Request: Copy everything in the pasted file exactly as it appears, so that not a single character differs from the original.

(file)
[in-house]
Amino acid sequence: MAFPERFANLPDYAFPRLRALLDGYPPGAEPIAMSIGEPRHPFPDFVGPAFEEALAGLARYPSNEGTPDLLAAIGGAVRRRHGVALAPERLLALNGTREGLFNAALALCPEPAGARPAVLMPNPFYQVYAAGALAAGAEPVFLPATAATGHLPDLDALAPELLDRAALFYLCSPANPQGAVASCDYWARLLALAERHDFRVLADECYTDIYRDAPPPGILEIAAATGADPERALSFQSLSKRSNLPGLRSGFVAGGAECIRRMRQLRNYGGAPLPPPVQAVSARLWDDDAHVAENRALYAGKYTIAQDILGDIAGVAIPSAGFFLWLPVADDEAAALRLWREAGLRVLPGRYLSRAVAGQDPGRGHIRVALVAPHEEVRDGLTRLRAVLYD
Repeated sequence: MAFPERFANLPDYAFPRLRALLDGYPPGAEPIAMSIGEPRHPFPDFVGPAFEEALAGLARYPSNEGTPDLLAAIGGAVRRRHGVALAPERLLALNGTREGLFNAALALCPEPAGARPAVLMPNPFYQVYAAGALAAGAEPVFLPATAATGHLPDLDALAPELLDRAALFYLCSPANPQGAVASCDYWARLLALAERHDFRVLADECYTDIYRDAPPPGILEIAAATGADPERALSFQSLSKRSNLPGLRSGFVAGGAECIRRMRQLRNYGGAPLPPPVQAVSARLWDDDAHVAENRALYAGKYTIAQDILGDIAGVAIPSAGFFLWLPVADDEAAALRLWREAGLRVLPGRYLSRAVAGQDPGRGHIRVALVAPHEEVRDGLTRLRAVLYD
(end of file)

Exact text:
[in-house]
Amino acid sequence: MAFPERFANLPDYAFPRLRALLDGYPPGAEPIAMSIGEPRHPFPDFVGPAFEEALAGLARYPSNEGTPDLLAAIGGAVRRRHGVALAPERLLALNGTREGLFNAALALCPEPAGARPAVLMPNPFYQVYAAGALAAGAEPVFLPATAATGHLPDLDALAPELLDRAALFYLCSPANPQGAVASCDYWARLLALAERHDFRVLADECYTDIYRDAPPPGILEIAAATGADPERALSFQSLSKRSNLPGLRSGFVAGGAECIRRMRQLRNYGGAPLPPPVQAVSARLWDDDAHVAENRALYAGKYTIAQDILGDIAGVAIPSAGFFLWLPVADDEAAALRLWREAGLRVLPGRYLSRAVAGQDPGRGHIRVALVAPHEEVRDGLTRLRAVLYD
Repeated sequence: MAFPERFANLPDYAFPRLRALLDGYPPGAEPIAMSIGEPRHPFPDFVGPAFEEALAGLARYPSNEGTPDLLAAIGGAVRRRHGVALAPERLLALNGTREGLFNAALALCPEPAGARPAVLMPNPFYQVYAAGALAAGAEPVFLPATAATGHLPDLDALAPELLDRAALFYLCSPANPQGAVASCDYWARLLALAERHDFRVLADECYTDIYRDAPPPGILEIAAATGADPERALSFQSLSKRSNLPGLRSGFVAGGAECIRRMRQLRNYGGAPLPPPVQAVSARLWDDDAHVAENRALYAGKYTIAQDILGDIAGVAIPSAGFFLWLPVADDEAAALRLWREAGLRVLPGRYLSRAVAGQDPGRGHIRVALVAPHEEVRDGLTRLRAVLYD